As far as screens, I think Lina was 7ish when I decided we needed to drastically reduce screen time (she was watching things like Wild Kratts, so I didn't care too much, but it was when I was starting to worry that she'd never be interested in academics and I thought removing screens would help - it didn't). I came up with a plan where she would earn "gems" (those flat marble things) by, not only doing her normal chores, but also doing things like listening to a story, doing a craft, playing outside, etc. My assumption was that she would only do the bare minimum of those things to earn screen time. So I expected her to go play outside for however long it took to earn enough gems to watch a half hour of tv, then come watch the half hour of tv . . . and so on. Instead, when I introduced the idea she asked if she could use the gems to earn something else instead of screen time. Uhhh, sure . . . I don't even remember now what we decided she could use the gems to earn, but she dove right in and used all her gems to earn whatever it was, and that was the end of that program. The one "free pass" I gave her for tv was when her sisters & I were watching tv (generally during meals I know what "they say" but we talk tons the rest of the time, and I started doing tv at mealtimes to get the kids to shut up and eat when they were little. It still works well, and for the big girls, we watch things like CSI and talk about the science and such). She still just assumes that she can only watch tv when we are. OR, if I leave her home with her sisters she'll ask if she can watch tv while I'm gone. I was stunned at how easy it was to break what I assumed was a screen addiction. She pretty much switched from watching tv all the time to listening to audiobooks but since there's no "watching" element, she colors or draws or plays with toys while she listens.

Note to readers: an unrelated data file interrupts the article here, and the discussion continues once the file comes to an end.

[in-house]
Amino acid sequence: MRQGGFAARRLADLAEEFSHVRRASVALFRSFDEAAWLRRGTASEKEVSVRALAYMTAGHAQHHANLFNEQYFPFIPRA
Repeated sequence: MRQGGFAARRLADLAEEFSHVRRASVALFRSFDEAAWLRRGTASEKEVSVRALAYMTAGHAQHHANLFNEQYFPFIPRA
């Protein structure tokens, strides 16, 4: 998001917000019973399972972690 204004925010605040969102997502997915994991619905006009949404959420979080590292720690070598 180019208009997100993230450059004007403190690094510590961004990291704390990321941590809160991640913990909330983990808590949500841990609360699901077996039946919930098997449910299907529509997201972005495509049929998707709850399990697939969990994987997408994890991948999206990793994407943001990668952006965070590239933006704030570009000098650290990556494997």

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Old 06-12-2018, 01:45 AM   #8
arelyn
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Default Re: Ideas for the unmotivated child

He loves being read to (even no picture novels). He loves playing outside and nature. We only have a little grass with a playset but it's been a huge blessing (last apt had a concrete roof as their only play space). It is very artificial seeming though. We rarely see birds other than pigeons. There is surprisingly little bug variety and of course wall lizards. We have potted plants and watering them is his job though this is done with many complaints.

Quote:
Originally Posted by Katigre View Post